Even as Nepal's first Maoist Prime Minister Pushpa Kamal Dahal "Prachanda" sparked a controversy by making China his first international destination, a fresh ripple is expected with Foreign Affairs Minister Upendra Yadav heading for India on Thursday.
Yadav, chief of the debutant Terai party Madhesi Janadhikar Forum, will go to New Delhi on a four-day visit.
However, his trip is not at the invitation of the Indian government. Yadav will attend the gathering of peers from regional bloc BIMSTEC to be held in New Delhi.
The foreign ministers of the seven-member BIMSTEC are meeting in New Delhi Aug 29 when they are likely to finalise an anti-terror agreement.
The foreign minister's office told IANS that while the meeting is for two days, Yadav will stay on for an additional two days on a personal visit.
With the decision taken only late Saturday, the minister's itinerary is yet to be chalked out fully. But he is expected to meet Indian political leaders and officials, especially his counterpart Indian External Affairs Minister Pranab Mukherjee.
Yadav's India visit could pour oil over the diplomatic waters ruffled by Prachanda's four-day visit to China on Saturday.
Ostensibly to attend the closing ceremony of the Olympic Games in Beijing, Prachanda also held bilateral talks with Chinese President Hu Jintao and Prime Minister Wen Jiabao on Sunday.
Nepal's ambassador to China Tanka Karki said the Chinese premier had pledged a state assistance of $300,000 for the victims of the devastating flood in south Nepal that left over 75,000 people homeless.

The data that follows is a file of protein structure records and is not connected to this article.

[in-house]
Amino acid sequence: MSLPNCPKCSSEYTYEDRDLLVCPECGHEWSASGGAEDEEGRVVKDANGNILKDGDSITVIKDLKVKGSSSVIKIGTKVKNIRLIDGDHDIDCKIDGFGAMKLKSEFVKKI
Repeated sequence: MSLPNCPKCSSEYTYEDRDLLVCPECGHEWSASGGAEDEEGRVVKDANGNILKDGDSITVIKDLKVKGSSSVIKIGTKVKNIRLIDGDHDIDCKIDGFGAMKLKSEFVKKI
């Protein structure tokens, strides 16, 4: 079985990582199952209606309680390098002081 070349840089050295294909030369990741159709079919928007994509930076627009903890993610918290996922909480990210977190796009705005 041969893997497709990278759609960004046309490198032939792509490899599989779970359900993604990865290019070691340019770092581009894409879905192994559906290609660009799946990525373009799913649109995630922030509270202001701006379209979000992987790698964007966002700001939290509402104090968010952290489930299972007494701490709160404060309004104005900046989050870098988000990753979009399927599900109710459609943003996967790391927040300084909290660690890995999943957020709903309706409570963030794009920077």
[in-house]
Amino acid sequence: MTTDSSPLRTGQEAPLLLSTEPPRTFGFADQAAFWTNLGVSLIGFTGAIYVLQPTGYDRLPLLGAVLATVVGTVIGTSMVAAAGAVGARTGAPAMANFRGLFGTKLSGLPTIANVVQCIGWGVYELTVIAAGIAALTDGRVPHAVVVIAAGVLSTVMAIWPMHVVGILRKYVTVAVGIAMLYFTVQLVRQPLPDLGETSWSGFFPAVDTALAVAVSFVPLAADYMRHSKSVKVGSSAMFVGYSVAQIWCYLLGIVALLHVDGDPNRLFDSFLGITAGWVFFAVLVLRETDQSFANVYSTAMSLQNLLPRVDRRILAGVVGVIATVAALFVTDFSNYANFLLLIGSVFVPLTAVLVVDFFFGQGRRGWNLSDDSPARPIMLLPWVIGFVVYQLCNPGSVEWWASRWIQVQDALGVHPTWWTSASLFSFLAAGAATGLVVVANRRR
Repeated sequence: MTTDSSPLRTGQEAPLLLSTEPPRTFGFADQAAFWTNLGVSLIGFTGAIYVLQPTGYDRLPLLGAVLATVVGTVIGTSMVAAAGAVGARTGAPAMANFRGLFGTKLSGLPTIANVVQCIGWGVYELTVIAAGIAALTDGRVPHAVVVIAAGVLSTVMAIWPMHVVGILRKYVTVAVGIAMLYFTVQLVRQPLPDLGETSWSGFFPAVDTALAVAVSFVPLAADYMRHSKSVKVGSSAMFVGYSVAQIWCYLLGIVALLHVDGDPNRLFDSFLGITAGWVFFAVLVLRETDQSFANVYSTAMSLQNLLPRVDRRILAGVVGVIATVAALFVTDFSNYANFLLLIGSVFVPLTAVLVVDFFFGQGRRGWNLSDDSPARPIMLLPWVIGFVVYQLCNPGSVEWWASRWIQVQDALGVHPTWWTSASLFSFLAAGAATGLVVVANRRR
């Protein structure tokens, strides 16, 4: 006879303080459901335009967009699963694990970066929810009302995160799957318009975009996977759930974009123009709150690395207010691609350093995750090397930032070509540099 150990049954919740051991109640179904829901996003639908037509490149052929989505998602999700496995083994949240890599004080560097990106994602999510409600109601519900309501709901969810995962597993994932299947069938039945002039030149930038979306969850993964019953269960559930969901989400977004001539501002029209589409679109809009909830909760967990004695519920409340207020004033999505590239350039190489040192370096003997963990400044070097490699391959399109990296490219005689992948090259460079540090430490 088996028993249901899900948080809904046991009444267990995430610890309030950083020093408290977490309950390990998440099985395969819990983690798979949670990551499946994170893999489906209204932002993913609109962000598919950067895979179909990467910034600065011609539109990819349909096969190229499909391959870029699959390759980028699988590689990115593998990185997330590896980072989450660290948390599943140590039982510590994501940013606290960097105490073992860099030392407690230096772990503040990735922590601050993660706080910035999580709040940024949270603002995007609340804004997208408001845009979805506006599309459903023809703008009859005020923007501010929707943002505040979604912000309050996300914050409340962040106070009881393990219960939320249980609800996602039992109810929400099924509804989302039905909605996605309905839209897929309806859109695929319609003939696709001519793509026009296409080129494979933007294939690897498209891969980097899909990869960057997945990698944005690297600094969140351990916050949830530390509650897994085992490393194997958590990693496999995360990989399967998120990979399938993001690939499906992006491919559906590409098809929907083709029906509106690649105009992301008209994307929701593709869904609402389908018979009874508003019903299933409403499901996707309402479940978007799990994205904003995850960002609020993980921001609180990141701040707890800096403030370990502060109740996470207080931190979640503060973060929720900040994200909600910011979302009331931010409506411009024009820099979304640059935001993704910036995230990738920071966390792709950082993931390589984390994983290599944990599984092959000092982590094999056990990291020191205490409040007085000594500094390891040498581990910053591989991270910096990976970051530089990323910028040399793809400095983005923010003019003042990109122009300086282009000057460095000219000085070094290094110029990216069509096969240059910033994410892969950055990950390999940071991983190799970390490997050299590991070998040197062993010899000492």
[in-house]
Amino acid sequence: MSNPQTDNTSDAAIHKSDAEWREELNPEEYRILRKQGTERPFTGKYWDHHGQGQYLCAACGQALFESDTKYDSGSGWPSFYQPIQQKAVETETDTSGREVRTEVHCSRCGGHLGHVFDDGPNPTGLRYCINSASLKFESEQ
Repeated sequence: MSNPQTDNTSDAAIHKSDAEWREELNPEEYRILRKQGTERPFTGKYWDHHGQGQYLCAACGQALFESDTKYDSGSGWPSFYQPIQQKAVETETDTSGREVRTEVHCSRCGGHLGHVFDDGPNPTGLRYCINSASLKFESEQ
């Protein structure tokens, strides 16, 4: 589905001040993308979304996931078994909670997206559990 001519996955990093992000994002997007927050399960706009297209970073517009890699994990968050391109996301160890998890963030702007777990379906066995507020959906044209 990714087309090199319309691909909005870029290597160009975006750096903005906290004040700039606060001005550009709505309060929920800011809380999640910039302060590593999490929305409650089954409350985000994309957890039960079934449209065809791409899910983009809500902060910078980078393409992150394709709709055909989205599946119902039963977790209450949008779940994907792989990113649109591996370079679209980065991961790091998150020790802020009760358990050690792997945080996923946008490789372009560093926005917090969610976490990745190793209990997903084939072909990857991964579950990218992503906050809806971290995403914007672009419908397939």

Nepal's state radio quoted Karki as saying that during his nearly hour-long meeting with President Hu, the Maoist revolutionary briefed him about the state of the ongoing peace process, the mandate of drafting a new pro-people constitution in two years and development plans.
The Nepali envoy said Hu had pledged greater Chinese assistance and better ties between the two neighbours.
In the past, while the Maoists waged a 10-year war to abolish Nepal's constitutional monarchy, China branded the guerrillas as "anti-government forces" who tarnished Chinese leader Mao Zedong's image.
In 2005, when Nepal's king Gyanendra seized absolute power with the backing of the army, while India suspended its arms assistance to the then Royal Nepal Army to pressure the king into restoring democracy, China went against the international community to arm the army against the Maoists.
Prachanda's China trip, which the Maoists claim is not an attempt to play the China card against India, has triggered anti-Indian sentiments in Nepal.
On Saturday, when the Maoist chief left for Beijing at the head of an 11-member delegation that also included his wife Sita Poudel, the Indian ambassador to Nepal Rakesh Sood came under fire for not being present at the airport along with other diplomats to see him off.
Though Sood has been out of the capital since Friday to inaugurate a development project in remote northern Jomsom and the Indian embassy sent the deputy chef de mission Aloke Sinha, it was construed by Nepal's media and the Maoist-run organs as a deliberate snub to Prachanda for choosing to visit China first instead of India.